The glue of belief was also their undoing. Refusal to reconsider traditional ideologies terminated the species. The mob rule of democracy doomed humanity.

The reign of thought began long before written language chronicled men’s musings. Ceremonial burials took place a million years before settlements.

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Belief was a potent force in Earther affairs. Practicality was a pittance compared to belief, even in modern cultures. Understanding the nature of belief unravels the spell it casts.

A belief is confidence in an abstraction as truth. Belief is an ossification of imagination.

At the core of every belief is a value construct: a concept of cherished meaning. The invariable reason for belief is for mental comfort. Beliefs succor a sense of surety about what otherwise might be disturbing.

“A belief is not merely an idea that the mind possesses; it is an idea that possesses the mind,” wrote English scholar Robert Bolton in the 4th century BF. “Once you have a belief, it influences how you perceive all other relevant information,” furthered American political scientist Robert Jervis 3 centuries later.

Faith in the mind’s patterning is not a slippery slope into self-delusion. Instead, belief is itself the crippling fall that defines iğnorance. Acting through ideas versus believing in them is the difference between using a tool and being in thrall to it as a mystical signifier.

Paracosms as cherished belief systems were an Earther trademark. The Collective were in thrall to their beliefs.

From Chapter 3: “The Evolution of Civilization”

Hominids were not socially distinct from their ape predecessors. Family was the core of social organization. Mothers were the nexus.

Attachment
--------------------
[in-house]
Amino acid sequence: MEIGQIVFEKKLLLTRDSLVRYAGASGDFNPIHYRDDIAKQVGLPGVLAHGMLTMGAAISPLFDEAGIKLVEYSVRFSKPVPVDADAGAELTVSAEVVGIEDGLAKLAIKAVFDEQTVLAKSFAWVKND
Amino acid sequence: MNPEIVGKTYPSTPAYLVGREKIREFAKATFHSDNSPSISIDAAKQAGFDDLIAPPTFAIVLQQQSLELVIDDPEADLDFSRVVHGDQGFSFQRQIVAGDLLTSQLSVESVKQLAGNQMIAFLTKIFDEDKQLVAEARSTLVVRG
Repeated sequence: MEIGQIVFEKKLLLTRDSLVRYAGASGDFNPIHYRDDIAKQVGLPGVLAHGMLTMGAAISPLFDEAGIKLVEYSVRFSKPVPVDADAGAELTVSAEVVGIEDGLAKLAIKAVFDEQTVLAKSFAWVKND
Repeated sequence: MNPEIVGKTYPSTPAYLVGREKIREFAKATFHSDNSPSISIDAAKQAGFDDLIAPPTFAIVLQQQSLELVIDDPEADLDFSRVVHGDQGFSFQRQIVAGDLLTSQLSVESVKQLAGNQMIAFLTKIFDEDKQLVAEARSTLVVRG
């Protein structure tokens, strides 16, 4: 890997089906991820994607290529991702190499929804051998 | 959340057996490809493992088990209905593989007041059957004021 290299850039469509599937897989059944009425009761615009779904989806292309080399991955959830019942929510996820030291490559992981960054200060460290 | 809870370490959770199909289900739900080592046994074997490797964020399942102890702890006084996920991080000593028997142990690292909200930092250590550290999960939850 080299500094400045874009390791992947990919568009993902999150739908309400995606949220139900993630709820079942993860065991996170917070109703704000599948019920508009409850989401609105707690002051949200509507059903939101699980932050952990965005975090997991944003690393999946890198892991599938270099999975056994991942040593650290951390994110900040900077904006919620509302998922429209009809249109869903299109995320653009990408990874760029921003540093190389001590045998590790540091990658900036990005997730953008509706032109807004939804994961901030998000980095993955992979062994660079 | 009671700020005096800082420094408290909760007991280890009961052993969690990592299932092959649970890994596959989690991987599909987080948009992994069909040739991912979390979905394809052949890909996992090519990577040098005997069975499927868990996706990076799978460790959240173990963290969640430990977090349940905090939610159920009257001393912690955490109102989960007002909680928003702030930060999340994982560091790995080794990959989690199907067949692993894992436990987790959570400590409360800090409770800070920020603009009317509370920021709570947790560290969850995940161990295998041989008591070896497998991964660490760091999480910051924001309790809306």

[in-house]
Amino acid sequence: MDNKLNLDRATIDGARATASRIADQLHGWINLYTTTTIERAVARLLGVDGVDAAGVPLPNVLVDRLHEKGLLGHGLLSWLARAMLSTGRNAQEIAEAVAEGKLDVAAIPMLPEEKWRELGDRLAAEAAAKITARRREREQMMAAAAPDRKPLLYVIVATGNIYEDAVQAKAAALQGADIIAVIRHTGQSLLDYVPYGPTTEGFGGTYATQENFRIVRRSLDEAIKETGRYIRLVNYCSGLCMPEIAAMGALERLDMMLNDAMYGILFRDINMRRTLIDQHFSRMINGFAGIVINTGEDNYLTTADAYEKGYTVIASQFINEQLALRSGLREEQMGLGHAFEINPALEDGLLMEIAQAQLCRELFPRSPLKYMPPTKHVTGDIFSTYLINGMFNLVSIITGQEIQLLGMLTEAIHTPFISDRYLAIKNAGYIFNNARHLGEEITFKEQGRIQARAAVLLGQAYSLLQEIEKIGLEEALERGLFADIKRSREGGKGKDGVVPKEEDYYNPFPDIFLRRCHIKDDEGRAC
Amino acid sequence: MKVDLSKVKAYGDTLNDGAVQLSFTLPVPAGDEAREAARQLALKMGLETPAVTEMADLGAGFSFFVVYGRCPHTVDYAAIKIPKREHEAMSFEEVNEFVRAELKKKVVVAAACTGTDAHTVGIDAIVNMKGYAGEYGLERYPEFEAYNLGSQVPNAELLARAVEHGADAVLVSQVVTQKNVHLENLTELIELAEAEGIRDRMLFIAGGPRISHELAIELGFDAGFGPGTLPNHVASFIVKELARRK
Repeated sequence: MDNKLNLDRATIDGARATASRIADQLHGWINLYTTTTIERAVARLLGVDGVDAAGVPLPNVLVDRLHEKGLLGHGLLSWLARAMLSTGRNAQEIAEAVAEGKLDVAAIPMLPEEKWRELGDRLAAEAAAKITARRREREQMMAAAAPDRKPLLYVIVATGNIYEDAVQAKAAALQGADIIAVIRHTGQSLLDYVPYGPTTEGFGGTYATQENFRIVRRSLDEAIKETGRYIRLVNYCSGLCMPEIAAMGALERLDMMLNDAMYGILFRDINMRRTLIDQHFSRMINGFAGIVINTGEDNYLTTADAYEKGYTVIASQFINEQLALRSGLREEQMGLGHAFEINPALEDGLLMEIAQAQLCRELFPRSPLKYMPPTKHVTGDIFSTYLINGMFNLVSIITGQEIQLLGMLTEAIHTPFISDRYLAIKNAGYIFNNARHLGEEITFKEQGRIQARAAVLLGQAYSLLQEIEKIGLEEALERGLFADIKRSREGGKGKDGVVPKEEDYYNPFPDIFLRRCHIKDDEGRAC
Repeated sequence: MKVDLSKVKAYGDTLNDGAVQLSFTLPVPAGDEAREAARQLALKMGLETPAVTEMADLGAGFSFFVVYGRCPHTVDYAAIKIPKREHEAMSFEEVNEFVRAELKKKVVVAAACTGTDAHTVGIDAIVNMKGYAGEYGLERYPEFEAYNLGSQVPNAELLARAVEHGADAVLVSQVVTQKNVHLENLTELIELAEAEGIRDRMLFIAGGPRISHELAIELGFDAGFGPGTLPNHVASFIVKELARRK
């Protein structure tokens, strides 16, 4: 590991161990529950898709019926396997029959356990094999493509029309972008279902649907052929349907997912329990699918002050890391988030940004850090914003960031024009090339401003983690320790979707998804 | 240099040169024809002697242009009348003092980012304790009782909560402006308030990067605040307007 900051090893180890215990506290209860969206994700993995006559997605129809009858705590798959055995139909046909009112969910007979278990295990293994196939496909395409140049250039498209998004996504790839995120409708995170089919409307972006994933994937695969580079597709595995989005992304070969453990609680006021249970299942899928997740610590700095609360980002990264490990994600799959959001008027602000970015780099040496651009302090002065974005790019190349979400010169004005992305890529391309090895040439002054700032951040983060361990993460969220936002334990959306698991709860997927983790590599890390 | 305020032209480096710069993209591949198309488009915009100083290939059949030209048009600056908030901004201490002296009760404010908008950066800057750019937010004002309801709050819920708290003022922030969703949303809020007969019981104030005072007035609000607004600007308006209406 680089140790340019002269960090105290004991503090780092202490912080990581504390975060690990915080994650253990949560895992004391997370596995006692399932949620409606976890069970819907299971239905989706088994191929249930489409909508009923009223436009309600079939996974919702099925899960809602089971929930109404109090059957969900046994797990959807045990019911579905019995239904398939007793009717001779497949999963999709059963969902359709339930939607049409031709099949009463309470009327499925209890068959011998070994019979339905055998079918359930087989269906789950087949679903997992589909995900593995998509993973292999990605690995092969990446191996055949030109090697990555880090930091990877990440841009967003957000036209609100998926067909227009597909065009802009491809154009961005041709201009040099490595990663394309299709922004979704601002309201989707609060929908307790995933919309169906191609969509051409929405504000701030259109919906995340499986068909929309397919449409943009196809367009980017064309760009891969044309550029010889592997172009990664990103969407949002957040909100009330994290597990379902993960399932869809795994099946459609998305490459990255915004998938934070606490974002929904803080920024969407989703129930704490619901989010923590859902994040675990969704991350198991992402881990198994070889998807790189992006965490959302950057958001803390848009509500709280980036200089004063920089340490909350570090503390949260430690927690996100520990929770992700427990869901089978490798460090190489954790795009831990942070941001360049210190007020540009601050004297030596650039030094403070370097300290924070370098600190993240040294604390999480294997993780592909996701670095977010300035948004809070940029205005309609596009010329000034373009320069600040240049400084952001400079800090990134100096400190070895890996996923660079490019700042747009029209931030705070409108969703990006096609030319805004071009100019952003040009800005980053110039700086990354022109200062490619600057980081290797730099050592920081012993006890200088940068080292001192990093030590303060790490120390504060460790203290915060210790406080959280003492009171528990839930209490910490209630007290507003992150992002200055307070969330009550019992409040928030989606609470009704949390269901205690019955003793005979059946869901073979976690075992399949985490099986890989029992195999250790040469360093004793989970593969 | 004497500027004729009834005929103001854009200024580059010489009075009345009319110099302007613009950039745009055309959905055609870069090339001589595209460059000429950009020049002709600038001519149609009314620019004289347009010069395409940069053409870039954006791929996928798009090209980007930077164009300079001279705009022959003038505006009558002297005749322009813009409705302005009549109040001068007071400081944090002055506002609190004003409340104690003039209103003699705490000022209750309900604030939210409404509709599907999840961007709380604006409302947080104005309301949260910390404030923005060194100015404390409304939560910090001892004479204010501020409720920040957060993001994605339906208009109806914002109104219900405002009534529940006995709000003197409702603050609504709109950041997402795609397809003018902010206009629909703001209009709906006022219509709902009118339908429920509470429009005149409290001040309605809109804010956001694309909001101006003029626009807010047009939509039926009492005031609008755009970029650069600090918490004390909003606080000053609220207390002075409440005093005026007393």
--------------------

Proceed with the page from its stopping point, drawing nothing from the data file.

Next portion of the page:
Many creatures on Earth lived via fluid sociality. Among them were fish, cetaceans, ungulates, elephants, most mammalian carnivores, and primates.

Among hominins, a community of up to a few hundred individuals had dynamic subgroups that included families, friends, and coalitions. Subgroups merged for safety, such as for sleeping, or during conflicts with conspecifics. They then split up for foraging, or when disagreements arose within the larger group.

Families banded together through close social ties. Foraging clans were nomadic extended families. Reciprocity was the rule.

Mobile foragers were egalitarian. Such clans sometimes had elders and initiates, but no chiefs. No one commanded authority over adult males. Foragers leashed ambitious leaders.

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Hominids established settlements long before they descended into humans. Like other motile animals, hominids first settled in places of natural abundance.

The sites of the earliest large societies were forested areas near fertile rivers. Those forests were invariably diminished by human habitation.

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The animal that had the most impact on men was the horse. In their descent, horses adapted to survive on steppes and in savanna with sparse vegetation. These were forbidding habitats for other large grazing animals, especially ruminants, such as bovine (cattle), deer, and sheep.

Horses died out in the Americas in the last ice age. But equids endured in Eurasia. Eurasia’s larger landmass afforded more warmth near its center, where horses survived.

Horses were sensitive, gregarious herd animals. They were hunted by men, and first domesticated for their meat. Young horses became pets, cementing a social bond.

The first human cultures to ride horses were in central north Asia, 6,000 years before the fall. Horse-drawn travois, wagons, and chariots followed.

The utility of horses found favor throughout Eurasia, where they spread in succeeding millennia. Their introduction often came by force, as an instrument of conquest.

Within a thousand years of first being ridden and driven, horses went to war. Besides tilling fields and for transport, horses were accomplices to the brutality of men for many millennia. Horses changed the equation of conflict in a way that was only superseded by gunpowder weaponry.

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The social impact of agriculture was enormous. Depending upon locale, especially its climate, the population density of foraging societies ranged from 0.1 to 1 person per km2. Farming facilitated population densities of 40 to 60 people per km2.

Proximity begat interdependence on a much larger scale. Labor specialization furthered the trend, facilitating innovation and engendering trade.